The movie is also about women, and their strength. Four decades after this movie, not that much has changed for women still in the sub-continent. They still bear the brunt of society’s anger, or are humiliated for no fault of theirs. Roy’s brilliance was to bring out (not demean or vent against) these aspects of society that still persist. There is the constant subtle portrayal of the old, and the new, and constant change. He was aided by wonderful music (SD Burman), and Shailendra’s sentimental lines (and Gulzar’s debut as a lyricist).

A fitting swansong for a master moviemaker.

O jaanewale ho sake to laut ke aana.


Sujatha Bagal said...

Sunil, I'm sure I must have watched this on DD back in the b/w days, but will watch this one again now. Good write up. Thanks.

Anonymous said...

many many years back, SD's music ( O panchhhi favourite) led me to watch bandini. And although i've seen it so many times now, I still find something new in the movie that i didn't appreciate before.

Quizman said...

Nice post.

Regarding Gulzar - this was not his first film. He had written the lyrics for two earlier films using the name Gulzar Deenvi (from Deena, a village near Ludhiana). He has written in 1960 for Choron ki Baraat, Diler Hasina and Shriman Satyavaadi before Bandini.

There are two schools of thought regarding his disclaimer - one, that he had help with his roomates (Gulshan Bawra and others) in writing the lyrics of the above songs and is uncomfortable in calling them his own. Second, he wants people to believe that he arrived with a bang.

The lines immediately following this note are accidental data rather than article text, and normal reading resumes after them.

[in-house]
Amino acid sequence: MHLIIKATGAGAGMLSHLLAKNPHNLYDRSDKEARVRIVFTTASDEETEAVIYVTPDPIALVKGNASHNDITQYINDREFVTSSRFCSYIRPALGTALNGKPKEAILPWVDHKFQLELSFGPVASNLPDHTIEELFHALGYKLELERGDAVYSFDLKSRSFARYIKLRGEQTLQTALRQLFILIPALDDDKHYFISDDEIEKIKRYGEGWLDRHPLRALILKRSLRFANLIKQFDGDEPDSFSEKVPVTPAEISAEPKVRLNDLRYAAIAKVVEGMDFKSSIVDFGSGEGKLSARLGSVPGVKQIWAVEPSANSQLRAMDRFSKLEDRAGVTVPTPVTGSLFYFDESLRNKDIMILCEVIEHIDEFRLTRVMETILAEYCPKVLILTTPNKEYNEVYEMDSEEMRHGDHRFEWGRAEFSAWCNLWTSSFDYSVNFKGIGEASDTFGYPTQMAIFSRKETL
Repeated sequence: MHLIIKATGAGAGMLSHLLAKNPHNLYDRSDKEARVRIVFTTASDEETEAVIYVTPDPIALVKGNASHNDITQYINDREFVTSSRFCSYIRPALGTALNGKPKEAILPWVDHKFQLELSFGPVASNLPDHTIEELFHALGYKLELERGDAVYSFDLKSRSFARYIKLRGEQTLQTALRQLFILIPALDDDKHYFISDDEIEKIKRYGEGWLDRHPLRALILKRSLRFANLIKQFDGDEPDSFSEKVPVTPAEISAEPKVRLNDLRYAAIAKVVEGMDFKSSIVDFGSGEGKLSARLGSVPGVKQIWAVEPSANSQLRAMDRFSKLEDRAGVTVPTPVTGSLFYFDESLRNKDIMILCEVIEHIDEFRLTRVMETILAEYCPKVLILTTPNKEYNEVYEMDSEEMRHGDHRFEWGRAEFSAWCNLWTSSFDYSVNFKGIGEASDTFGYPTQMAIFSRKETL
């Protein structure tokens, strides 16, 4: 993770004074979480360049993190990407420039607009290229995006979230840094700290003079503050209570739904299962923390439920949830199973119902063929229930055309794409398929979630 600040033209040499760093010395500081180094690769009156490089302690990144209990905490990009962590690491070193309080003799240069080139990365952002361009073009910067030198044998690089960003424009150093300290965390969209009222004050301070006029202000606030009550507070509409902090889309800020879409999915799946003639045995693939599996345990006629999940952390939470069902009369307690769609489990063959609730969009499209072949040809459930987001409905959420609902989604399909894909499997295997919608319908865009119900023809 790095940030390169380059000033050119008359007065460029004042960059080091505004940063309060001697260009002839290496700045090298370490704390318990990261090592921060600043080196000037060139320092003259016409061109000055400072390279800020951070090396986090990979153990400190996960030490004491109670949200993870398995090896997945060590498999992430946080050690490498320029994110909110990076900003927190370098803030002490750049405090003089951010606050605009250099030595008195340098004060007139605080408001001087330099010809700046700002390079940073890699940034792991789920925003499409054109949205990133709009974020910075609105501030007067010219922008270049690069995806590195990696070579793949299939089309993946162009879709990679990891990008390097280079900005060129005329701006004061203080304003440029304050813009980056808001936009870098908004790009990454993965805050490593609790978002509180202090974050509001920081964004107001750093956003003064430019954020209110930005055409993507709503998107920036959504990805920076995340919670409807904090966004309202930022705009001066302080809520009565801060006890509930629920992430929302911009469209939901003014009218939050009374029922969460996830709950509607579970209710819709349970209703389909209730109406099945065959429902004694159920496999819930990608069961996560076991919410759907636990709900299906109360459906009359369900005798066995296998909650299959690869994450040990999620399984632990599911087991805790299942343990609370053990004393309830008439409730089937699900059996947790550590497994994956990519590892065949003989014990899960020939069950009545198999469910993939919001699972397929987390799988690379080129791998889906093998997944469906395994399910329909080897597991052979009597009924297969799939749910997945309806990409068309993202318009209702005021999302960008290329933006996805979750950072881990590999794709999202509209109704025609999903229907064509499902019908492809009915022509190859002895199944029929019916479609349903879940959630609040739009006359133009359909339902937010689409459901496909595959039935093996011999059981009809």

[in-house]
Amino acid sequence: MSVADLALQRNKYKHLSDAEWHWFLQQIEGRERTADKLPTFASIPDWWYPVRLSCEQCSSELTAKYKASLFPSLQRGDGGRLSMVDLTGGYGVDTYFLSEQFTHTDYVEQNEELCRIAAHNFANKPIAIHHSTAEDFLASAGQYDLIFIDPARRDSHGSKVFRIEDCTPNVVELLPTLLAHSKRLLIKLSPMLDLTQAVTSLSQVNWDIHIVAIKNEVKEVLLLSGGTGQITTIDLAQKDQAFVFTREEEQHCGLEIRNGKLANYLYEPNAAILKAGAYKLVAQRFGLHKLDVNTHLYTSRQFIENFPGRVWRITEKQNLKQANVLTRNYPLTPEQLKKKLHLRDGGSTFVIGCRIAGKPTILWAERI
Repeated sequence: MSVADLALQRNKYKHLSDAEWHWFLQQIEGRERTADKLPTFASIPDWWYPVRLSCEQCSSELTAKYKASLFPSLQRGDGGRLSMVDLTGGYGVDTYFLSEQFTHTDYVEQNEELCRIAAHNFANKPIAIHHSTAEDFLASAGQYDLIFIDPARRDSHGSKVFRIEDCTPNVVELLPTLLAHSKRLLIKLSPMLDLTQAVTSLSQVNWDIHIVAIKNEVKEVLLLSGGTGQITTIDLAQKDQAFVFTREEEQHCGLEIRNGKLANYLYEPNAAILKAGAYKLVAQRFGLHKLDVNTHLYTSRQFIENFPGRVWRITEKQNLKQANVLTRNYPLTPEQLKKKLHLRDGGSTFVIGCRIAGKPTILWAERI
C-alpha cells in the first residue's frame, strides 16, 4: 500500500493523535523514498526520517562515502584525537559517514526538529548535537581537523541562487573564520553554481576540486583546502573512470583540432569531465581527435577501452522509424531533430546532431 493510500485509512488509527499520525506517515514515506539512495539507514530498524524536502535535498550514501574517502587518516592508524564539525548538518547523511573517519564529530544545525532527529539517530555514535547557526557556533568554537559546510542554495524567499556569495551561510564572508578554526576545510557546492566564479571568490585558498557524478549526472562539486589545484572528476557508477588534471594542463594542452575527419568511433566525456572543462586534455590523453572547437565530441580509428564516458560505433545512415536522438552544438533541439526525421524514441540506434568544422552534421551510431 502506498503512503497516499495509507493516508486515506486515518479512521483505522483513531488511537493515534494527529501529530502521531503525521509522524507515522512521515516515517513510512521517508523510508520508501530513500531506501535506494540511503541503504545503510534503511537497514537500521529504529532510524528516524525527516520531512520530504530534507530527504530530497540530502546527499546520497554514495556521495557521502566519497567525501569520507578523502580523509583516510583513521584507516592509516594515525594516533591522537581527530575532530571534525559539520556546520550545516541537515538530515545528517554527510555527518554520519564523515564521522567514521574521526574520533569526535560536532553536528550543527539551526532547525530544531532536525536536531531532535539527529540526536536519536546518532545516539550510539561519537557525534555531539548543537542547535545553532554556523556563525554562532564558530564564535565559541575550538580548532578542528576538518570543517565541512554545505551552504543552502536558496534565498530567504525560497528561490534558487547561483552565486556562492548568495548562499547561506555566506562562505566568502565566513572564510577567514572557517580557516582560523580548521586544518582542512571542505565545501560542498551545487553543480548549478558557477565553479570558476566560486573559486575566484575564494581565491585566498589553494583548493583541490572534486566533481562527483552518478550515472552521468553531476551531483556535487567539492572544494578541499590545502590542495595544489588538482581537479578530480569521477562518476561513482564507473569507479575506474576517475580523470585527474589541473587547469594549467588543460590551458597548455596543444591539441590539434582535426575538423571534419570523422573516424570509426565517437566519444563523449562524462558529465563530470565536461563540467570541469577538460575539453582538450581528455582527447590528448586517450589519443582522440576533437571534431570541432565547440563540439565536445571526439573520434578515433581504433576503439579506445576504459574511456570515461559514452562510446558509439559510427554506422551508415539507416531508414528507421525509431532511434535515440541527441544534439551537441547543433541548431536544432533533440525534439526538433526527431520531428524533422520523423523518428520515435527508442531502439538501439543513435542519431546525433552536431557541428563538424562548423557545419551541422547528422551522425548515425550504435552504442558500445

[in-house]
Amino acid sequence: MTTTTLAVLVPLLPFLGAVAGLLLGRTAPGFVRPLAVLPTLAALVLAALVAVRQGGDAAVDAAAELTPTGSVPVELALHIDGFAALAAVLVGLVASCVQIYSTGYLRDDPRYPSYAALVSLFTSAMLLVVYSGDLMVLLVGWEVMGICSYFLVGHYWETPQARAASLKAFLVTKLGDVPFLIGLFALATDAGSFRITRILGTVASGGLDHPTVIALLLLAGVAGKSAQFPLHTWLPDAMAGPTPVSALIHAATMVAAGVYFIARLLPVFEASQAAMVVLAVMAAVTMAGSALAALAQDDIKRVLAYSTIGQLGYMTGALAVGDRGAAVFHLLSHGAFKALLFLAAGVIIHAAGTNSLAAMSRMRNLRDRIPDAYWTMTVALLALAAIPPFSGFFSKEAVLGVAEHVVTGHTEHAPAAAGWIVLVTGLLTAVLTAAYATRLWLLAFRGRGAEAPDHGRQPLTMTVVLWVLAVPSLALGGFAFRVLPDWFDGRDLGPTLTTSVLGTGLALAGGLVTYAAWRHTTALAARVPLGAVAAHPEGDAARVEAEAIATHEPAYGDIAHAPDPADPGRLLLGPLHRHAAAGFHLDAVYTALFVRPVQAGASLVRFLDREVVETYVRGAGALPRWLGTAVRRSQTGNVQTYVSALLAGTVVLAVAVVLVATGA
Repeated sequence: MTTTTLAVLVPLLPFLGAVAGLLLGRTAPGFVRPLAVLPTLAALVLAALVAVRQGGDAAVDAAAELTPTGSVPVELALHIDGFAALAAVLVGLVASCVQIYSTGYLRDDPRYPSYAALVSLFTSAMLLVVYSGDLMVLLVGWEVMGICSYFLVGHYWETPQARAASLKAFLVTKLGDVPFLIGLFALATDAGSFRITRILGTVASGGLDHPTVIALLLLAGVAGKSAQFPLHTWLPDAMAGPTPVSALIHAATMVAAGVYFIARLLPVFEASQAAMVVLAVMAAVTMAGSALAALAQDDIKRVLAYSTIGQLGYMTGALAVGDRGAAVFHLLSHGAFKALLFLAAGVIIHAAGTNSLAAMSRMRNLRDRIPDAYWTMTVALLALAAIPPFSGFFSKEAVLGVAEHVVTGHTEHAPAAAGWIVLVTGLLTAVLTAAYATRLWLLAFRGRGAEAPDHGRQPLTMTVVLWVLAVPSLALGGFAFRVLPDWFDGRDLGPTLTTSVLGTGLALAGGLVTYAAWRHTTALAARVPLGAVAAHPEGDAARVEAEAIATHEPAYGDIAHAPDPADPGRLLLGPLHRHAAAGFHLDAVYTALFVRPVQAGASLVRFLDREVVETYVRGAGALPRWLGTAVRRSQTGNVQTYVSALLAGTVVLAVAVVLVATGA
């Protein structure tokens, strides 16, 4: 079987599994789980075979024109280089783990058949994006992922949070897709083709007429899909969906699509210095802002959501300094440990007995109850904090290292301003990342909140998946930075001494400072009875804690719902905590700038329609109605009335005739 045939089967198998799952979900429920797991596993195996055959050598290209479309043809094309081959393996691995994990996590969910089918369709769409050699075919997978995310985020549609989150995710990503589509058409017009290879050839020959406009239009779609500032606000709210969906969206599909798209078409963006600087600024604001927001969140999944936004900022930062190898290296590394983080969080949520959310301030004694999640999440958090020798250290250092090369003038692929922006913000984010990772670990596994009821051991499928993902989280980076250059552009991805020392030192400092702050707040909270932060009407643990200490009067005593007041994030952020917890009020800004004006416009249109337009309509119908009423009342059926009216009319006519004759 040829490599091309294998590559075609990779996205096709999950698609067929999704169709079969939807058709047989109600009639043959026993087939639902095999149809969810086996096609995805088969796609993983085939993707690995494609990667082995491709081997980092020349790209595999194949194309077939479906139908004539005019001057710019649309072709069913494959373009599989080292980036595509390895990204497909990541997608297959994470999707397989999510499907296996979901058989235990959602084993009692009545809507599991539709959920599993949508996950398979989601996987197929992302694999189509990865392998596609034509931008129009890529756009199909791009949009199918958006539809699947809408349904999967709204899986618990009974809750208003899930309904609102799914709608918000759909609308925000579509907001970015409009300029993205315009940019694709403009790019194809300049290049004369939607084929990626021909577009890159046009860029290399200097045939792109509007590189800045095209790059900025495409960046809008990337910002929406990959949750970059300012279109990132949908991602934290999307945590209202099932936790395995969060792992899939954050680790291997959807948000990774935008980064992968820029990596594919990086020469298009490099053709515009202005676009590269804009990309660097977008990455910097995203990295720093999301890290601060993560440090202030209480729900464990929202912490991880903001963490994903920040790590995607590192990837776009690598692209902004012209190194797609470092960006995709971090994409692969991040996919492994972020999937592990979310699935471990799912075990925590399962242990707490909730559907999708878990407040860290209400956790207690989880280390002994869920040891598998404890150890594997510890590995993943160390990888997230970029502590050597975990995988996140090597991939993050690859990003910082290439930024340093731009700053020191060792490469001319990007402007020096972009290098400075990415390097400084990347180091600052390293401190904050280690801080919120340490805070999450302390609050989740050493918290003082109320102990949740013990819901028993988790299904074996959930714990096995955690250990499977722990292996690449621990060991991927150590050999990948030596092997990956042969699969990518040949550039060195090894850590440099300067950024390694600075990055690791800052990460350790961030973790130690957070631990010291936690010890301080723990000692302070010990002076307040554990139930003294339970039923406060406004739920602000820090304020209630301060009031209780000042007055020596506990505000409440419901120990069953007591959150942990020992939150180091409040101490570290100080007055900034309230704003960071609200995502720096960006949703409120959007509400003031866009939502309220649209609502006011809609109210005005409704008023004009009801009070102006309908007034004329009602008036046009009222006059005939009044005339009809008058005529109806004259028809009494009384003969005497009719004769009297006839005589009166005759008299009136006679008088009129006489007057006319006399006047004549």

We are free to believe what we want
to. :-)

Related film - Duniya Na Mane (a.k.a Kunku in Marathi) starring Shanta Apte. It was made in 1937. Quite early for a feminist film, eh? You can get the VCD in the Prabhat films website.

Anonymous said...

sunil, perfect. I found myself nodding in agreement with every line...though my favorite is sujata. maybe just because of 'jaltey hain jiske liye'

and dharmendra was so handsome in those early movies. and managed to scrape some decent acting too - where and when did it degenrate into kuttey, kameene, mein tera khoon pee jaunga. sob.

karrvakarela said...

Sunil: enjoyed reading this. I haven't seen any of Bimal Roy's films but will go and look for them now. If the work of Gulzar and Hrishikesh Mukherjee is anything to go by, they ought to be superlative. I saw Nutan in Tere Ghar ke Saamne recently and she was wonderful there. Incidentally, the movie struck me as such an apt metaphor for the Indo-Pak relationship.

Quizman: Deena is a village near Jehlum, not Ludhiana.

Sourin Rao said...

Man, this was excellent. If I remember correctly the last scene of the movie is where Nutan is waiting for the train to take her to a young handsome Dharmendra and she bumps into Ashok Kumar who is dying of TB and boarding the ferry, for some hospital.

After just a moment of hesitation she turns aroung and runs to board the ferry into the arms of Ashok Kumar and SK Burmans earthy, melancholic voice, aided by the ships horn, sings this wonderful song in the background. What a deep song man. 'Gun na tha koi bhi, avgun mere bhula dena' Wow.

o re maajhii o re maajhii o o mere maajhii
mere saajan hai.n us paar, mai.n man maar, huu.N is paar
o mere maajhii, abakii baar, le chal paar, le chal paar
mere saajan hai.n us paar...

ho man kii kitaab se tuu, meraa naam hii miTaa denaa